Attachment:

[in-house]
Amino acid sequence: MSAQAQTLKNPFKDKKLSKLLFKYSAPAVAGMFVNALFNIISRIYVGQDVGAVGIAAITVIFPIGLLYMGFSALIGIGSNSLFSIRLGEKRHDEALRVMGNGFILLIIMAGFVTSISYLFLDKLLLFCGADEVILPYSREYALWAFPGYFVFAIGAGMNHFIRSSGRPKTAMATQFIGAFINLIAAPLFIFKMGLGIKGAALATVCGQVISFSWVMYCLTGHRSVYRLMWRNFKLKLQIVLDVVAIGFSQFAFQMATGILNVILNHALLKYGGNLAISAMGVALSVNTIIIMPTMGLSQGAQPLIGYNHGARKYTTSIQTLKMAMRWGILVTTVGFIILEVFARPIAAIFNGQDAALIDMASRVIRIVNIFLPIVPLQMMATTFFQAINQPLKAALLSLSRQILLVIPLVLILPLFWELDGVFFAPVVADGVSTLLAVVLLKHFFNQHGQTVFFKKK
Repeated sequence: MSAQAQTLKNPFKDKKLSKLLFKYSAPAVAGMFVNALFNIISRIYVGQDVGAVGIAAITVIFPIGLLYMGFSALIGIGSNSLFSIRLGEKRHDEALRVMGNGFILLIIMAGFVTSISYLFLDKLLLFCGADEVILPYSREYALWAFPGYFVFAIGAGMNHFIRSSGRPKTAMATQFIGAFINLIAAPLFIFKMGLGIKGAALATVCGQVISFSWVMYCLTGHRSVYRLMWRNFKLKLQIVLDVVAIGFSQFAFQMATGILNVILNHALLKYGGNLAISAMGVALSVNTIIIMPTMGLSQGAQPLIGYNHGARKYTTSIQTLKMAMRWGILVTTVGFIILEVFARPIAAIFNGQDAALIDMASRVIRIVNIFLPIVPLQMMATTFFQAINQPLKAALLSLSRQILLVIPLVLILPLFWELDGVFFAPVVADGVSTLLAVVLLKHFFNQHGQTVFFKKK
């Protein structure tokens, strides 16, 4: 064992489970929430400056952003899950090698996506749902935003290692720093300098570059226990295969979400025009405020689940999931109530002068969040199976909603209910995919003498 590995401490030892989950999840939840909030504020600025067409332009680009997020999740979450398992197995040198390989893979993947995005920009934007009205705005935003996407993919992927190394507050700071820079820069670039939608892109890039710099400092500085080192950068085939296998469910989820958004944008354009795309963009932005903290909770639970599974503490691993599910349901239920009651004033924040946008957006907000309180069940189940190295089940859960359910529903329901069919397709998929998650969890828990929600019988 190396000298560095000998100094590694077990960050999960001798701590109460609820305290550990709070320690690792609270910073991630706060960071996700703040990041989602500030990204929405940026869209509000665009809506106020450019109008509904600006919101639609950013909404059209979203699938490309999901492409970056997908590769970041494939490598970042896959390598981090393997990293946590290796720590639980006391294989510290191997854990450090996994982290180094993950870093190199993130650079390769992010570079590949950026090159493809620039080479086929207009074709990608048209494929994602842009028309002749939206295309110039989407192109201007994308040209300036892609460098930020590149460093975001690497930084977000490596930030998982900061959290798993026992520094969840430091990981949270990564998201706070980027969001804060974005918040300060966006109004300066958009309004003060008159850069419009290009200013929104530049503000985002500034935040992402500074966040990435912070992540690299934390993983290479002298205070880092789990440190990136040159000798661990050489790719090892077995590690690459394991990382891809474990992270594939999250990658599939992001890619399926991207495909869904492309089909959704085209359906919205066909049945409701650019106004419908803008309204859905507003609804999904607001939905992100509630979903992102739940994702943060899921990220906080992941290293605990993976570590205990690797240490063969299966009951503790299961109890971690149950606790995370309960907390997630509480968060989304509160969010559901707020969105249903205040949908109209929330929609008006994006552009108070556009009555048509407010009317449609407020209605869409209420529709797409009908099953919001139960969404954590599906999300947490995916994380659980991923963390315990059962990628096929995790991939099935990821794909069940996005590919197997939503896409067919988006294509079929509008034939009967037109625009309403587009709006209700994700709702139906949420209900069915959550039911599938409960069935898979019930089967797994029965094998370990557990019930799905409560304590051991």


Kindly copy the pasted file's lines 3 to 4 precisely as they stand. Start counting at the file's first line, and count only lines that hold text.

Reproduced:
Repeated sequence: MSAQAQTLKNPFKDKKLSKLLFKYSAPAVAGMFVNALFNIISRIYVGQDVGAVGIAAITVIFPIGLLYMGFSALIGIGSNSLFSIRLGEKRHDEALRVMGNGFILLIIMAGFVTSISYLFLDKLLLFCGADEVILPYSREYALWAFPGYFVFAIGAGMNHFIRSSGRPKTAMATQFIGAFINLIAAPLFIFKMGLGIKGAALATVCGQVISFSWVMYCLTGHRSVYRLMWRNFKLKLQIVLDVVAIGFSQFAFQMATGILNVILNHALLKYGGNLAISAMGVALSVNTIIIMPTMGLSQGAQPLIGYNHGARKYTTSIQTLKMAMRWGILVTTVGFIILEVFARPIAAIFNGQDAALIDMASRVIRIVNIFLPIVPLQMMATTFFQAINQPLKAALLSLSRQILLVIPLVLILPLFWELDGVFFAPVVADGVSTLLAVVLLKHFFNQHGQTVFFKKK
């Protein structure tokens, strides 16, 4: 064992489970929430400056952003899950090698996506749902935003290692720093300098570059226990295969979400025009405020689940999931109530002068969040199976909603209910995919003498 590995401490030892989950999840939840909030504020600025067409332009680009997020999740979450398992197995040198390989893979993947995005920009934007009205705005935003996407993919992927190394507050700071820079820069670039939608892109890039710099400092500085080192950068085939296998469910989820958004944008354009795309963009932005903290909770639970599974503490691993599910349901239920009651004033924040946008957006907000309180069940189940190295089940859960359910529903329901069919397709998929998650969890828990929600019988 190396000298560095000998100094590694077990960050999960001798701590109460609820305290550990709070320690690792609270910073991630706060960071996700703040990041989602500030990204929405940026869209509000665009809506106020450019109008509904600006919101639609950013909404059209979203699938490309999901492409970056997908590769970041494939490598970042896959390598981090393997990293946590290796720590639980006391294989510290191997854990450090996994982290180094993950870093190199993130650079390769992010570079590949950026090159493809620039080479086929207009074709990608048209494929994602842009028309002749939206295309110039989407192109201007994308040209300036892609460098930020590149460093975001690497930084977000490596930030998982900061959290798993026992520094969840430091990981949270990564998201706070980027969001804060974005918040300060966006109004300066958009309004003060008159850069419009290009200013929104530049503000985002500034935040992402500074966040990435912070992540690299934390993983290479002298205070880092789990440190990136040159000798661990050489790719090892077995590690690459394991990382891809474990992270594939999250990658599939992001890619399926991207495909869904492309089909959704085209359906919205066909049945409701650019106004419908803008309204859905507003609804999904607001939905992100509630979903992102739940994702943060899921990220906080992941290293605990993976570590205990690797240490063969299966009951503790299961109890971690149950606790995370309960907390997630509480968060989304509160969010559901707020969105249903205040949908109209929330929609008006994006552009108070556009009555048509407010009317449609407020209605869409209420529709797409009908099953919001139960969404954590599906999300947490995916994380659980991923963390315990059962990628096929995790991939099935990821794909069940996005590919197997939503896409067919988006294509079929509008034939009967037109625009309403587009709006209700994700709702139906949420209900069915959550039911599938409960069935898979019930089967797994029965094998370990557990019930799905409560304590051991």